While no-one expected a booming market post the Covid lockdown, there are those of us who questioned how much the housing market would suffer during these very strange times.

Currently the most robust housing market forecast seems to be from Hometrack who are predicting property prices to end up being 2-3% up this year, versus many other forecasts who were predicting a 5-16% fall.

There are some falls though, with Aberdeen still suffering year on year as low oil prices are still damaging the local economy. Rents on the other hand are performing very differently up and down the country with some parts of London seeing falls due to excess stock from the short term accommodation market, while other parts of the country are seeing rents moving forward, especially for houses.

For example, the latest Belvoir Index suggests areas such as Tunbridge Wells are seeing increased rents for flats and houses, due to a surge in tenants and as continued low stock levels mean they are forecast to increase on-going.  (Link: )

For landlords, the market very much depends on whether you own flats or houses and your tenants’ ability to pay. As mentioned, houses are in high demand both to purchase and rent, so whether you are looking to cash in or continue letting, landlords can feel fairly confident they can ride out the next 12 – 24 months economic turbulence we are likely to see. However, for flat owners, the market isn’t necessarily as rosy.

The trick moving forward is to make sure your tenants have ‘Covid-safe’ jobs, such as working in food retailing, a key worker and of course our amazing NHS heroes.

Alternatively, plan if your tenant loses their job and see if you can help them get Universal Credit and check what the local housing allowance would be to see if there is a way you can still help them stay in the property.

New tenants

For those that need new tenants, it may be worth checking if your lender/insurance company allows you to let to those on Universal Credit, as although there are issues with the payment system and in the past it has put tenants at a disadvantage, local housing allowances have been raised in some areas and an extra £1,000 has been given to recipients to the end of the tax year in 2021.

If this has been a no for you in the past (don’t forget you can’t discriminate), for the future they could be more likely to pay than someone who may rent privately and is at risk of losing their job.

Best time to buy?

The final question I have seen many ask is when is the best time to buy? Should investors for example hang on until next year now to purchase a home at a discount? The answer to this is, as always, it depends. We are in for one of the strangest recessions on record.

In the last two recessions, prices have pretty much fallen across the board by around 20%. However, in this recession although undoubtedly some could fall by this amount, quite a few might not. The reason being is that unlike many property recessions, we aren’t heading into it this one off the back of huge price rises from a boom.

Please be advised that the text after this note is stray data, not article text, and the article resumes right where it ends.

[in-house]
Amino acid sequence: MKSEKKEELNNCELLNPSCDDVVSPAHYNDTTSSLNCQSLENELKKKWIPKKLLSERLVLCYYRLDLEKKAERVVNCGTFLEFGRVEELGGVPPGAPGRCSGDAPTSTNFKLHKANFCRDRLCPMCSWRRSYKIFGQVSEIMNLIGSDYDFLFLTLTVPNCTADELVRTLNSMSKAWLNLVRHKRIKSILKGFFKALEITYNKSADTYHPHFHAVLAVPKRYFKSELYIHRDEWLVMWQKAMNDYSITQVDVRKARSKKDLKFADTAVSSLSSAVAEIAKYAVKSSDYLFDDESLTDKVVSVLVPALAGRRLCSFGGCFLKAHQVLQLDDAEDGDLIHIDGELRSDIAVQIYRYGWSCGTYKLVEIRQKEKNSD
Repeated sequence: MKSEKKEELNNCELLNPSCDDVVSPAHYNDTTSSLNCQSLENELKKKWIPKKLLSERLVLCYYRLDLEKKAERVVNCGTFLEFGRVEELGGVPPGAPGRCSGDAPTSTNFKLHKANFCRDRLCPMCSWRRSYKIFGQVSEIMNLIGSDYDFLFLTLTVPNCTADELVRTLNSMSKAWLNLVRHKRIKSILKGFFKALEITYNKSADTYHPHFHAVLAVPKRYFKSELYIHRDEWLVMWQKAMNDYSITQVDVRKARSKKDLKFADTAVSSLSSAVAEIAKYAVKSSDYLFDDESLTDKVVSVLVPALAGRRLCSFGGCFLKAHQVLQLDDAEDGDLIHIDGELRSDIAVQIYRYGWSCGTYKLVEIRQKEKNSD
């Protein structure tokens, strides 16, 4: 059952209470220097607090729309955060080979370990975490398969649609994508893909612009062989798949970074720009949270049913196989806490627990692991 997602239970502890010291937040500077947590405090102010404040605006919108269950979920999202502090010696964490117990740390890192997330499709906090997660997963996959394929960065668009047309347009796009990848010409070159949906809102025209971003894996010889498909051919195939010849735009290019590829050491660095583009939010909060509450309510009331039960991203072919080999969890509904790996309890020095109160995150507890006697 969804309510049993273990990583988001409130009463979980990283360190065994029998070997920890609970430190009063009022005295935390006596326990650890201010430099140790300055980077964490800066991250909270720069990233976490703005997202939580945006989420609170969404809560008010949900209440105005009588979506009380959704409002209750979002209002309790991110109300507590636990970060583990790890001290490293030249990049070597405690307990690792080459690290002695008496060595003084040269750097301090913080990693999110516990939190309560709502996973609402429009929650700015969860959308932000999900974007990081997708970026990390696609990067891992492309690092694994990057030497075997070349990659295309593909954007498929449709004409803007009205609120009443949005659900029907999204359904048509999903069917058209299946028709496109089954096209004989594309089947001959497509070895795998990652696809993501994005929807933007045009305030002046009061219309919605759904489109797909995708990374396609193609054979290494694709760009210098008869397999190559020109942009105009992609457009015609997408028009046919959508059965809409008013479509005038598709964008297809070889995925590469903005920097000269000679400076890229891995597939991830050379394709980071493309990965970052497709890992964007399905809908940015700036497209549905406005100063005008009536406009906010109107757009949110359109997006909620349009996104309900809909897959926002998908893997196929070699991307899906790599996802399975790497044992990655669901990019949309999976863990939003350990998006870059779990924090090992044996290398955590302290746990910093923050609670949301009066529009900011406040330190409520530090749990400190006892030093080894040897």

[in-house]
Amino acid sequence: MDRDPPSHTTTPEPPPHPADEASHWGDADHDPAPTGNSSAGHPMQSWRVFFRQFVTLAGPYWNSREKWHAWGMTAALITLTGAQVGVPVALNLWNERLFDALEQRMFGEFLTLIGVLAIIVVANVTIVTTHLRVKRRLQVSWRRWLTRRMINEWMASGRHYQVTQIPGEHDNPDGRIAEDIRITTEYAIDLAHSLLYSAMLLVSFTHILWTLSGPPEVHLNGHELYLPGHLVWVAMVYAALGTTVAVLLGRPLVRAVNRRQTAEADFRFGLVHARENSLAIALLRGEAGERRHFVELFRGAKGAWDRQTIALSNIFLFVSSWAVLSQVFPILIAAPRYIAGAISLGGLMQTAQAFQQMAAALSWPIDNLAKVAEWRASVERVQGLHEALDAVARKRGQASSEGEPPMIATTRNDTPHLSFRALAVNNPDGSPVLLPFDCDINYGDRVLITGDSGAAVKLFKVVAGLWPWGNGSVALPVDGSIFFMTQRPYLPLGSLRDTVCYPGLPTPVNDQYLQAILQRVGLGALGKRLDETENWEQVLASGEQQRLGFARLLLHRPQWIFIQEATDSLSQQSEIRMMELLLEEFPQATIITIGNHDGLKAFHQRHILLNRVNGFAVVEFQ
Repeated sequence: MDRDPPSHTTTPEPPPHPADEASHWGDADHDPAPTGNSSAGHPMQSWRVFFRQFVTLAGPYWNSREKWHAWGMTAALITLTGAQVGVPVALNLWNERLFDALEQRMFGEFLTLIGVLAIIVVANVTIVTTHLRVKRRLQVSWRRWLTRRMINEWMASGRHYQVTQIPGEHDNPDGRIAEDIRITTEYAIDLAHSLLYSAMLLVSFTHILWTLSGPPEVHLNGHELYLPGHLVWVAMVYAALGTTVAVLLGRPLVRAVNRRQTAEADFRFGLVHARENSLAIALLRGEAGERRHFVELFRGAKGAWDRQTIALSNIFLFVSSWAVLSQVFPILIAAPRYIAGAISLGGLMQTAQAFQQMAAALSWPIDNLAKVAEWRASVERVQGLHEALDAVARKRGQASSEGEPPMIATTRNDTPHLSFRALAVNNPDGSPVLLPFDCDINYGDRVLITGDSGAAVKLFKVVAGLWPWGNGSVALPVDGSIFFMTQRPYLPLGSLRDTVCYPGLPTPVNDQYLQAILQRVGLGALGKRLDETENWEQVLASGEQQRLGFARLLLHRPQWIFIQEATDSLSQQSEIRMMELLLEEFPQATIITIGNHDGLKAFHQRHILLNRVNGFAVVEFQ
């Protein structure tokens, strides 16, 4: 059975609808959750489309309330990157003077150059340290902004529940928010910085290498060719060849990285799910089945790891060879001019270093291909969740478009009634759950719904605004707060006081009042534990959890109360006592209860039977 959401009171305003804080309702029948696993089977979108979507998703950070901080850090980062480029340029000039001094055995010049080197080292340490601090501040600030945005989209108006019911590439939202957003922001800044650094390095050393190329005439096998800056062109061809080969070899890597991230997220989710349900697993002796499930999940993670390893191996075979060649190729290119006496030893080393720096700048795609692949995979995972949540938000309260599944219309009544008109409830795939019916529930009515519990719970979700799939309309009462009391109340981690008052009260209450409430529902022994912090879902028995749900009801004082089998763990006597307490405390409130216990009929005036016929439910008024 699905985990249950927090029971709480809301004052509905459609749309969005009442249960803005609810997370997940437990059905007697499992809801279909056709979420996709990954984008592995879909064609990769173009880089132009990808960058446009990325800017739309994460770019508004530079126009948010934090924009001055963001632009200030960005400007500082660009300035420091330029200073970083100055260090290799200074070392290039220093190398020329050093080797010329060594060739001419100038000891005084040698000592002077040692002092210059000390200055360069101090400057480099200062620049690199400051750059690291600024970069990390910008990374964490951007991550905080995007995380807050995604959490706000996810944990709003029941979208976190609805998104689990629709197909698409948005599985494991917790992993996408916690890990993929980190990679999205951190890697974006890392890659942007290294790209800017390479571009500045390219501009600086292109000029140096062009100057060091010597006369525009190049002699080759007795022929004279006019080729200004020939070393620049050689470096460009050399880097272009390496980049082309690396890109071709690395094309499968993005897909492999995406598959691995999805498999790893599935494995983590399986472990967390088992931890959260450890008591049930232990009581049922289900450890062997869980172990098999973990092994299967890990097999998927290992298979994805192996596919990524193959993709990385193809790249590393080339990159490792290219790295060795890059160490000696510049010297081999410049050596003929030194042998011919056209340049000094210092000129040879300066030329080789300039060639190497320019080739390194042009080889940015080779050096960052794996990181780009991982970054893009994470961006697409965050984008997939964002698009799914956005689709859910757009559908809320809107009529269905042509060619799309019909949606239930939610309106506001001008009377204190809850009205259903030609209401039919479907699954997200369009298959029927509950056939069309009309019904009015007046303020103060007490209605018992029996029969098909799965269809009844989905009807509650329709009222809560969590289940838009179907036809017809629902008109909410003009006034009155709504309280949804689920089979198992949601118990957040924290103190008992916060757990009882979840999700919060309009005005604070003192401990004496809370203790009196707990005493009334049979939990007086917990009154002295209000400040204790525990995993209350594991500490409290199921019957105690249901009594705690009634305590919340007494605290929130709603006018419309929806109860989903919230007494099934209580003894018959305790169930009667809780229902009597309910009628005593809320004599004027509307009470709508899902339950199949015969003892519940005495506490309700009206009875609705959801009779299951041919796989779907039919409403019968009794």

Also, over half the property owners now own outright with many of the rest having repayment mortgages, so homeowners are unlikely to be under as much threat of losing their home as normal. And as far as job losses are concerned, sadly it’s likely to be those renting who are more at risk than homeowners.

Add to this that not everyone is likely to suffer financially as normally happens in a recession, properties that rarely come up for sale, especially ‘doer uppers’ on popular local roads, may not see any change in price at all if demand is much higher than supply.

However, we aren’t likely to know the extent of the impact of the Covid recession on the property market until the early part of 2021 or even post the end of the stamp duty holiday, so for now unless you are looking at long term investment, it might be better to wait a few months to see what happens next. 

Kate Faulkner is one of the most respected sources of property market data and advice and runs consultancy PropertyChecklists.co.uk

She has also written seven property books, including the Which? Essential Property Guides, and is regularly featured on television and radio as an expert property market commentator.

Her appearances have included BBC Breakfast, Your Money, GMTV, Radio 4 You & Yours and The Big Questions. She has degrees in Economics and Marketing, plus an MBA, and is a member of the Institute of Directors and the Chartered Institute of Marketing.


  1. If the currency is devalued by more QE, then property prices could increase in fiat currency terms.
    On the other hand, job losses could reduce the ability of potential buyers to borrow, so reducing property values.
    I can’t see interest rates going up, so long as financial repression continues.
    There’s also the potential for the government to see private property assets as an easy target for raising funds.
    I also think that HTB is continuing to push up supply of residential property, without any true growth in underlying demand. It’s a bubble.
    I think diversification is important these days.

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